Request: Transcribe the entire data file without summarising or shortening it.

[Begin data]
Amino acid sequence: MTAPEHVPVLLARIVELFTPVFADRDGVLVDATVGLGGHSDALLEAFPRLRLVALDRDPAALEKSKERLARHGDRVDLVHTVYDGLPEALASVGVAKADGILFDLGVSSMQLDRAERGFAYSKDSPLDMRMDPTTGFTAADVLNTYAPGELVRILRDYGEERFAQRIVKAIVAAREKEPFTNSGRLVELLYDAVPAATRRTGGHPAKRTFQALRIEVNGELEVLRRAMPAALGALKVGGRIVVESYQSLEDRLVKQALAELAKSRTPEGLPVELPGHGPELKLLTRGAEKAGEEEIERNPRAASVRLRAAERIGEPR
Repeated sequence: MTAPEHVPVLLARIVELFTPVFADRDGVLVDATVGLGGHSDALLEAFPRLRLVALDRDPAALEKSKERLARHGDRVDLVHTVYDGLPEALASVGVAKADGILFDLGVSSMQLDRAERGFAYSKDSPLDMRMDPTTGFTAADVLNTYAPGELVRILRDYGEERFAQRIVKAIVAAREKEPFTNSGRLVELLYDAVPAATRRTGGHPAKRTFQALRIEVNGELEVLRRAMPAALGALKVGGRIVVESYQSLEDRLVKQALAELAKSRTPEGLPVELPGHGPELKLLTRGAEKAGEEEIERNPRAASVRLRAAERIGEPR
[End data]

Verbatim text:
Amino acid sequence: MTAPEHVPVLLARIVELFTPVFADRDGVLVDATVGLGGHSDALLEAFPRLRLVALDRDPAALEKSKERLARHGDRVDLVHTVYDGLPEALASVGVAKADGILFDLGVSSMQLDRAERGFAYSKDSPLDMRMDPTTGFTAADVLNTYAPGELVRILRDYGEERFAQRIVKAIVAAREKEPFTNSGRLVELLYDAVPAATRRTGGHPAKRTFQALRIEVNGELEVLRRAMPAALGALKVGGRIVVESYQSLEDRLVKQALAELAKSRTPEGLPVELPGHGPELKLLTRGAEKAGEEEIERNPRAASVRLRAAERIGEPR
Repeated sequence: MTAPEHVPVLLARIVELFTPVFADRDGVLVDATVGLGGHSDALLEAFPRLRLVALDRDPAALEKSKERLARHGDRVDLVHTVYDGLPEALASVGVAKADGILFDLGVSSMQLDRAERGFAYSKDSPLDMRMDPTTGFTAADVLNTYAPGELVRILRDYGEERFAQRIVKAIVAAREKEPFTNSGRLVELLYDAVPAATRRTGGHPAKRTFQALRIEVNGELEVLRRAMPAALGALKVGGRIVVESYQSLEDRLVKQALAELAKSRTPEGLPVELPGHGPELKLLTRGAEKAGEEEIERNPRAASVRLRAAERIGEPR